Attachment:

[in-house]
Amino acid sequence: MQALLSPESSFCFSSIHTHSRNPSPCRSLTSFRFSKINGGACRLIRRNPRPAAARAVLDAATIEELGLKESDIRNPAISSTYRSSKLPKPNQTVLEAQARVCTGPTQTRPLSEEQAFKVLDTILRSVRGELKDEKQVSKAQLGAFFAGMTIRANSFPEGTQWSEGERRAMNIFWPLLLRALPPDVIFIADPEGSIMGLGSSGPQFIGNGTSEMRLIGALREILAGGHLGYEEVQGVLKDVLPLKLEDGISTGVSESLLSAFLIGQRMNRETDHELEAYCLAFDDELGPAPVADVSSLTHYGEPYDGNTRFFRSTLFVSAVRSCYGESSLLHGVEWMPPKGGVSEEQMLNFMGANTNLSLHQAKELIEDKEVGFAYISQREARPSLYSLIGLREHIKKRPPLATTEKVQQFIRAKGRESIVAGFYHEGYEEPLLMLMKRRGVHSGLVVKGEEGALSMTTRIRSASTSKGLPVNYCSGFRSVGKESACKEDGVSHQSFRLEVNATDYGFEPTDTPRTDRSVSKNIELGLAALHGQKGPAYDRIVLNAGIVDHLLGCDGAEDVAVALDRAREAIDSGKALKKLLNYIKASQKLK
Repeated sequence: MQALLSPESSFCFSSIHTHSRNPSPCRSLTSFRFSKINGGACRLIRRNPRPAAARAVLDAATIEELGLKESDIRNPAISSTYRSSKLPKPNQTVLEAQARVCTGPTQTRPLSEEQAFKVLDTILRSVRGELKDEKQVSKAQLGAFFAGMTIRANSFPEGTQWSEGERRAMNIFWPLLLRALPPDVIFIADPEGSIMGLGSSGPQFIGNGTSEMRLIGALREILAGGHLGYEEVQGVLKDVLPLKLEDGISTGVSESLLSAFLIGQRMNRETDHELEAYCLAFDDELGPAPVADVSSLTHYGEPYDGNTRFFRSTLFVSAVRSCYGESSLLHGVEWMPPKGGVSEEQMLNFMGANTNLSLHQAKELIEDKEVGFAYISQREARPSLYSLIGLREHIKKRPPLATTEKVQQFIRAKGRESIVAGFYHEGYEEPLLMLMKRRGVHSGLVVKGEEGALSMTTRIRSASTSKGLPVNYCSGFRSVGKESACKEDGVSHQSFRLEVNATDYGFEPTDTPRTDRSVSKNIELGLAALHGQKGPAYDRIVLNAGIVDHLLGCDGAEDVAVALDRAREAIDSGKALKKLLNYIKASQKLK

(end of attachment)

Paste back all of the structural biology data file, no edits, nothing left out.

[in-house]
Amino acid sequence: MQALLSPESSFCFSSIHTHSRNPSPCRSLTSFRFSKINGGACRLIRRNPRPAAARAVLDAATIEELGLKESDIRNPAISSTYRSSKLPKPNQTVLEAQARVCTGPTQTRPLSEEQAFKVLDTILRSVRGELKDEKQVSKAQLGAFFAGMTIRANSFPEGTQWSEGERRAMNIFWPLLLRALPPDVIFIADPEGSIMGLGSSGPQFIGNGTSEMRLIGALREILAGGHLGYEEVQGVLKDVLPLKLEDGISTGVSESLLSAFLIGQRMNRETDHELEAYCLAFDDELGPAPVADVSSLTHYGEPYDGNTRFFRSTLFVSAVRSCYGESSLLHGVEWMPPKGGVSEEQMLNFMGANTNLSLHQAKELIEDKEVGFAYISQREARPSLYSLIGLREHIKKRPPLATTEKVQQFIRAKGRESIVAGFYHEGYEEPLLMLMKRRGVHSGLVVKGEEGALSMTTRIRSASTSKGLPVNYCSGFRSVGKESACKEDGVSHQSFRLEVNATDYGFEPTDTPRTDRSVSKNIELGLAALHGQKGPAYDRIVLNAGIVDHLLGCDGAEDVAVALDRAREAIDSGKALKKLLNYIKASQKLK
Repeated sequence: MQALLSPESSFCFSSIHTHSRNPSPCRSLTSFRFSKINGGACRLIRRNPRPAAARAVLDAATIEELGLKESDIRNPAISSTYRSSKLPKPNQTVLEAQARVCTGPTQTRPLSEEQAFKVLDTILRSVRGELKDEKQVSKAQLGAFFAGMTIRANSFPEGTQWSEGERRAMNIFWPLLLRALPPDVIFIADPEGSIMGLGSSGPQFIGNGTSEMRLIGALREILAGGHLGYEEVQGVLKDVLPLKLEDGISTGVSESLLSAFLIGQRMNRETDHELEAYCLAFDDELGPAPVADVSSLTHYGEPYDGNTRFFRSTLFVSAVRSCYGESSLLHGVEWMPPKGGVSEEQMLNFMGANTNLSLHQAKELIEDKEVGFAYISQREARPSLYSLIGLREHIKKRPPLATTEKVQQFIRAKGRESIVAGFYHEGYEEPLLMLMKRRGVHSGLVVKGEEGALSMTTRIRSASTSKGLPVNYCSGFRSVGKESACKEDGVSHQSFRLEVNATDYGFEPTDTPRTDRSVSKNIELGLAALHGQKGPAYDRIVLNAGIVDHLLGCDGAEDVAVALDRAREAIDSGKALKKLLNYIKASQKLK